I had never been happier to reach a destination. After the train ride from hell, all I wanted to do was drop my bag at the hotel, explore Vladimir and forget about the morning’s events. Though, as soon as we arrived, we learned it wasn’t going to be that easy.
One of the worst things that can happen when walking with a 65-liter pack weighing heavy on your hips is to experience an interruption en route to your destination. Mike and I prefer to carry a backpack versus a wheeled suitcase because it’s much easier to zigzag between people and move quickly over uneven paths. The biggest drawback, however, is that your body heat rises and your muscles begin to hate you as soon as you strap it on.
Karen (my mother-in-law) had set up our accommodations but forgot to print off directions to the hotel, so our first mission was to find a map. Sure enough, standing in-between us and the train station’s main building were a few sets of tracks. The only way to cross was to walk up a seemingly endless set of stairs to an overpass that led into the train station.
The blinding summer sun penetrated our skin as we walked down the empty platform and trudged upstairs. Once inside, we quickly discovered no difference in temperature. But we had hope, and went off to find a map.
After circling the desolate train station, we found no evidence of tourist information or a city map. It struck me as odd. Vladimir isn’t an off-the-beaten-path city. It’s a well-trodden tourist destination on the Golden Ring near Moscow. Where were all the tourists? But we didn’t consider this oddity too long. Our main concern was figuring out how to get to our hotel, which we assumed was within walking distance to the train station, though we had no basis for this assumption.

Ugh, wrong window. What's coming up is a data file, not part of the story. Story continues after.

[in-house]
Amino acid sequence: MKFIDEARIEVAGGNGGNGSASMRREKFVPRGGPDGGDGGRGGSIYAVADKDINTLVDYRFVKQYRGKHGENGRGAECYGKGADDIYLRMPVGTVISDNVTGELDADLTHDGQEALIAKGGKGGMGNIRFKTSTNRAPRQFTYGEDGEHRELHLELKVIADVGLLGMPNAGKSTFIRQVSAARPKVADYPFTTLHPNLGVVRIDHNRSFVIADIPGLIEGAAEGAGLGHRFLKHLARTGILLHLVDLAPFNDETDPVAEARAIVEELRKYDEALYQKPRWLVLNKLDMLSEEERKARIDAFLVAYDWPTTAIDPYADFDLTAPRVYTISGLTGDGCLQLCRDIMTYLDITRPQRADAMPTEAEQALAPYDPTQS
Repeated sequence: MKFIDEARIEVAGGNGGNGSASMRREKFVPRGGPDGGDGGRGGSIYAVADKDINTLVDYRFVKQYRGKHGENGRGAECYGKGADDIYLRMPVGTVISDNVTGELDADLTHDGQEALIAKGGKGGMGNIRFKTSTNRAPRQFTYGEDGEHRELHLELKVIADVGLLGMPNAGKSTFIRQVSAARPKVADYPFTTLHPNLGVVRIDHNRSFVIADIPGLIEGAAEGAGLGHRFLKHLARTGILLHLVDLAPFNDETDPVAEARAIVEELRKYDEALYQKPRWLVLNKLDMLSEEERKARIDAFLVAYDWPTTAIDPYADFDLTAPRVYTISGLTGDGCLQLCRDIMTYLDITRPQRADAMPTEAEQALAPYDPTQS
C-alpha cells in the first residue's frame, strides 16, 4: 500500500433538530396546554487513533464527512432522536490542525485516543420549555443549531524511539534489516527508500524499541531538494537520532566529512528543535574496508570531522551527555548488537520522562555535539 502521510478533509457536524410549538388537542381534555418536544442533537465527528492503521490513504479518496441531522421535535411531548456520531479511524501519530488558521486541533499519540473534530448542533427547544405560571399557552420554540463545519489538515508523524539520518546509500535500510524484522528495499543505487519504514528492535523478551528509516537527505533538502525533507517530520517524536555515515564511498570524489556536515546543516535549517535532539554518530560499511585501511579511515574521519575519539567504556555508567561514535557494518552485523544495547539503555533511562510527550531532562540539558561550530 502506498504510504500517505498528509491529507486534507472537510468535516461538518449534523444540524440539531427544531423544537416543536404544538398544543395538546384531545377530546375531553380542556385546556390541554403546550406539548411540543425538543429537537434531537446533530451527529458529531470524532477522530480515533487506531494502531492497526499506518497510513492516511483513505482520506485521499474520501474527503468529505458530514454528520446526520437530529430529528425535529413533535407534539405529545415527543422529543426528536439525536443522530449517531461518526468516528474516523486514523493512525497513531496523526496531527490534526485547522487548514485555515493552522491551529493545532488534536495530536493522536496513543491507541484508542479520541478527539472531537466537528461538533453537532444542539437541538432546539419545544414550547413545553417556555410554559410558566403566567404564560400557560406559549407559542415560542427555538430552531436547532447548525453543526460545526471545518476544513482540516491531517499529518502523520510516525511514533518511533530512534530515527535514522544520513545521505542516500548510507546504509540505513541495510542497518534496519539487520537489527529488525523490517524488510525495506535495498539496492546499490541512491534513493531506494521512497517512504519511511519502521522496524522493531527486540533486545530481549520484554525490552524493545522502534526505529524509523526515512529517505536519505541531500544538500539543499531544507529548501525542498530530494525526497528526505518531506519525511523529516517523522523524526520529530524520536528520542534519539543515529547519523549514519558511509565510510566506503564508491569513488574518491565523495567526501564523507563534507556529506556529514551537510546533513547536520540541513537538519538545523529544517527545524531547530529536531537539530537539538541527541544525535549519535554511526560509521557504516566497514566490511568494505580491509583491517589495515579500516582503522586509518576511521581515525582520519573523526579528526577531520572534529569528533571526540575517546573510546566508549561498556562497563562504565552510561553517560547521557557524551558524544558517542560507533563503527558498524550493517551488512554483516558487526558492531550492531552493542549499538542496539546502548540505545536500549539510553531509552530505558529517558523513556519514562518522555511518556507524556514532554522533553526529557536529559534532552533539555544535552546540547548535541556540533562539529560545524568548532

We made our way to a corner of the nearly empty station. Mike and I carefully took our packs off and leaned them against a faded metal railing lining the wall. As I turned to face Mike and Karen, I could already feel a river of sweat making its way down my spine. The three of us stood in a triangle and stared at each other, silent, hoping our eyes could magically produce a solution.
The only thing left to do was ask around, though our options were slim. Karen offered to use her Russian to talk to those working in the station while Mike and I guarded our bags from the ruthless hoards of pickpockets and screaming tourists. Karen approached a couple food vendors with a booking confirmation to see if they could point us in the direction of our hotel. They all claimed not to be locals and could offer no help whatsoever. We were off to a good start.
Now that the inside of the train station offered no help, we walked outside to see what we could find. Directly in front of us stood an empty parking lot. I was starting to see a theme unfold and wondered if the city, too, would be empty. Then to our right we saw life – cabs. So we decided to enter into the unpredictable world of Russian taxis. In this world, you negotiate a fare, keep your arms and legs inside the vehicle, hang on tightly and hope for the best.
Before making our approach, we had to strategize. Karen, with her intermediate Russian skills, was voted “it,” our negotiator. We read in a tourist pamphlet in Moscow that a short trip should cost 200 or 300 rubles. Being in the boonies, we reasoned that a short trip should be cheaper here, but since we didn’t know where the hotel was, 200 seemed like a good place to start. Karen left her suitcase with us and, armed with our random 200-ruble offer, made her way to the small cluster of chatting taxi drivers.